Photo: Guelph Athletics
When you have a situation like the one that Siriman Harrison Bagayogo and Clarke Barnes have had with the Guelph Gryphons, it can be described in a couple of ways.
One is that iron sharpens iron and that Bagayogo — a two-time All-Canadian defensive back — and Barnes — a receiver and returner with tons of pro potential — have only helped each other improve as they’ve crossed paths in practice over the last three seasons.
Another way to look at it is what great teams across all sports say about those practices. When your day-to-day competition is that good, there’s no better prep for game days. That’s also found its way into the lead in to the CFL Draft, where the six-foot-two, 203-pound Bagayogo was ranked 11th in the winter edition of the CFL’s Scouting Bureau and Barnes, six-foot-two and 200 pounds, was ranked 14th.
Bagayogo is the third-highest rated DB on the list, while Barnes is the second-highest rated receiver. They’ll both be in Edmonton from March 22-26 for the CFL Combine presented by New Era.
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“It helps a lot,” Barnes said on a recent media call, with Bagayogo sharing the split screen with him.
“Of course, Siriman being a two-time first-team All Canadian at that boundary corner spot, it’s the best that we have to offer in U SPORTS in the nation. So me being able to get that day-in day-out at practice and having to go against competition like that, it just makes it so much easier to go out and do what I have to do on Sundays, when it’s really probably somebody not as gifted as (Bagayogo) going in there.
“Especially a talent like him where he has the size strength and he still has the ability to move like a small guy, you got to use for me, everything in your bag. You get to (try) certain things. I know a lot of times you go in against certain corners, you have to use some different skill in your bag that would benefit you in that matchup. But with (Bagayogo), it’s really everything that you have to tap into to be able to win in certain situations. So it helps a lot, definitely.”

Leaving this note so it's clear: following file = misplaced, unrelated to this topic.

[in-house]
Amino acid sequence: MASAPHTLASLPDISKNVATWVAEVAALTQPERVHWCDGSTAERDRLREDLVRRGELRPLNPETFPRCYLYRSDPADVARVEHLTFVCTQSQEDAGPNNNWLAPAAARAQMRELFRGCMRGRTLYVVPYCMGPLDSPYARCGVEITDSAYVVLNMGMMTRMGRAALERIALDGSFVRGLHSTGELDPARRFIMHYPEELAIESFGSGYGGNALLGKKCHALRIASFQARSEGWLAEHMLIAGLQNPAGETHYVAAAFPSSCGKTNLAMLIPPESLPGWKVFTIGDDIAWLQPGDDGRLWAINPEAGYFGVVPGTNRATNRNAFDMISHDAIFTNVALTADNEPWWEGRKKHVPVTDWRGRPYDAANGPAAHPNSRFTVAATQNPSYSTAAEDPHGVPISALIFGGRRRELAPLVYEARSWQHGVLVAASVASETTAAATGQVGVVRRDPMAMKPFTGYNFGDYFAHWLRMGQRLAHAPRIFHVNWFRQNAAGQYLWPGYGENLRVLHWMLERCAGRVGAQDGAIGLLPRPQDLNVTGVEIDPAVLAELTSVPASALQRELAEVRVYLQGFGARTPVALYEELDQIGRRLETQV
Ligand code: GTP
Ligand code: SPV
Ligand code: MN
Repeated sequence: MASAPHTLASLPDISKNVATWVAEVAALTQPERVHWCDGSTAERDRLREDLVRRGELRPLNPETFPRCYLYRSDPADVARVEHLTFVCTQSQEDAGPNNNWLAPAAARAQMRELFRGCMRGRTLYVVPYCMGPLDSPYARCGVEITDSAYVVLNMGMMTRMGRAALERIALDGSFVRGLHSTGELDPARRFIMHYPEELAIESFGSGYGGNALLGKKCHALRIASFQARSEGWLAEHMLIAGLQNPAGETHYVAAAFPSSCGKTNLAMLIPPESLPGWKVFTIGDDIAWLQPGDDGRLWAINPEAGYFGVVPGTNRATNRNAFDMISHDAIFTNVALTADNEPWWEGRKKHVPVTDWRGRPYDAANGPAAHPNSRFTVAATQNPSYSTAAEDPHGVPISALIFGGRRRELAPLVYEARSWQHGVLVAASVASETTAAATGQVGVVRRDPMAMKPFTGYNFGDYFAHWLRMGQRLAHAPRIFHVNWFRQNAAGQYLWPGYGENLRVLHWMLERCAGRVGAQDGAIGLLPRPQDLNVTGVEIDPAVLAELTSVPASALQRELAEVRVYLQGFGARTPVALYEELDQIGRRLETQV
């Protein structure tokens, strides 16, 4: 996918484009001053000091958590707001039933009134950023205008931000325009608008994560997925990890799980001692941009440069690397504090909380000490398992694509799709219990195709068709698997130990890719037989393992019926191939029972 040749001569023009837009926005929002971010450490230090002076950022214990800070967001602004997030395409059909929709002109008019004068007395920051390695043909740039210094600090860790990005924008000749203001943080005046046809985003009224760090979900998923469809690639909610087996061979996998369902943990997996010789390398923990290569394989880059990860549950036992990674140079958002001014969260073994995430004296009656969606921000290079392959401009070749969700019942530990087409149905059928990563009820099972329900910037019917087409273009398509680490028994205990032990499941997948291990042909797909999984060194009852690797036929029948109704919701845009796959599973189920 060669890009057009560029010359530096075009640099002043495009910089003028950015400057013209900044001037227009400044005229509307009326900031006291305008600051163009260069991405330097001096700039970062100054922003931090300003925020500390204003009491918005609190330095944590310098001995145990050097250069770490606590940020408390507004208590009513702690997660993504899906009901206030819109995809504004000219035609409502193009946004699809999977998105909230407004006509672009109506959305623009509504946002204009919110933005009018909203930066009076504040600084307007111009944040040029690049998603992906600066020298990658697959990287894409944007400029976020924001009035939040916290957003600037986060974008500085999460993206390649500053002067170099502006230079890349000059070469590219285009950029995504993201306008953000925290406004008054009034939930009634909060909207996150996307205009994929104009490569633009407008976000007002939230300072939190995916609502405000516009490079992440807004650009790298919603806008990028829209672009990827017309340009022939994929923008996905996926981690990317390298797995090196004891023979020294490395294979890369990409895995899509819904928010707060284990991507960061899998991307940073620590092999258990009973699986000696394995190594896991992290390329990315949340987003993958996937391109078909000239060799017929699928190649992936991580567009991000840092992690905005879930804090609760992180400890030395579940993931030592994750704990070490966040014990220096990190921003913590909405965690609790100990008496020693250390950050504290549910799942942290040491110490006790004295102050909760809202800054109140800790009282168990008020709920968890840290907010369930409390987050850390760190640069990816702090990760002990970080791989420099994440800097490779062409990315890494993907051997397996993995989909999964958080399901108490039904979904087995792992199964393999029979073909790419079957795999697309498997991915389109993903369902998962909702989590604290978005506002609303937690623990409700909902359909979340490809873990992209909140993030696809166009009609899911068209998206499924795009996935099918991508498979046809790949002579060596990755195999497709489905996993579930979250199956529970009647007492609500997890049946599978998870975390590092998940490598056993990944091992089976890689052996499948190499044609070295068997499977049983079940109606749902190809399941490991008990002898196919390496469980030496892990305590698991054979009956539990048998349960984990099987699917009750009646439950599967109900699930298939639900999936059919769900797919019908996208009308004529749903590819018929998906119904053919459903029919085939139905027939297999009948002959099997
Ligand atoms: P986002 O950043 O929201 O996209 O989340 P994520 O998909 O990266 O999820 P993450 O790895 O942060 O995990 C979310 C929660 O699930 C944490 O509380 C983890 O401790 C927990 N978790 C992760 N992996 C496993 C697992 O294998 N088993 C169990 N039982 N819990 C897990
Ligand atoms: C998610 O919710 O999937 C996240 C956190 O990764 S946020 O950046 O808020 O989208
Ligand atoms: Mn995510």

Bagayogo remembered how much Barnes helped him when he first arrived at Guelph in 2019.
“He really helped me craft my man coverage because he was coming from an NCAA-type of skill player,” he said of his teammate.
“He’s fast, really quick. His skill off the line was different than most of the receivers I’d seen in my life. Going against him every time…I was getting beat — I’m not going to lie — a lot. Toward the end of practice I would be better because he was giving me tips about how to do this and do that. From there I was able to craft my skill. He helped me a lot.”
Bagayogo’s success in a relatively short time at Guelph is only more impressive when you look at his football journey. A great athlete growing up in Bois-des-Filion, QC, Bagayogo played hockey as a kid, then jumped over to soccer and basketball but didn’t play any high school football. He essentially got into the game on a dare, trying to prove to a football-playing cousin that basketball players were better athletes than football players.
He laughs now when he recalls it, adding that the last few years have changed his mind.
His interest in the game sparked from that one practice, Bagayogo found a local football showcase through a Facebook page, impressed there and got an offer to join the CEGEP program at Champlain College.
His new dream sent him on an uphill battle. At Champlain, he was studying in English for the first time, while formally learning how to play football. Everything about the sport: from rules to technique, the jargon of the game, came blasting out of a firehose and Bagayogo somehow managed to drink it all in.
“The hardest part was getting the knowledge of the game. Football is not like soccer, hockey, where (the objective) was just score. Put the ball or the puck in the net,” he remembered.
“Now there’s so much rules, there’s so much stuff you can’t do, stuff that you have to do. It was a lot to get the first time. I was making a lot of mistakes that people at that level don’t do. It was hard for me. I was staying late after practice to get myself ready, to get myself to that level, then also the school was hard.
“Sometimes I was crying in my bed, ‘Damn, this is hard.’ The school, the football. I wanted to play and I wasn’t even dressing but I had a lot of coaches around me that helped me.”
He credits the coaching he got at Champlain for getting him in the door at Guelph.
“I think I had good support, that’s why I’m able to be where I’m at and obviously it was hard but that’s what I do,” he said.
Inevitably, Bagayogo and Barnes will cross paths at the CFL Combine. Having gone against each other in practices for the last few years is one thing; lining up with pro scouts, coaches and GMs watching and assessing your pro-readiness could be another entirely.
“It’s not going to be different,” Barnes said. “In practice, we’re competing for real and going 100 per cent and trying to beat each other so we can get better. It’s not going to be any different, really. We’re going 100 per cent and we’re not going to take any offence to it, most definitely not.”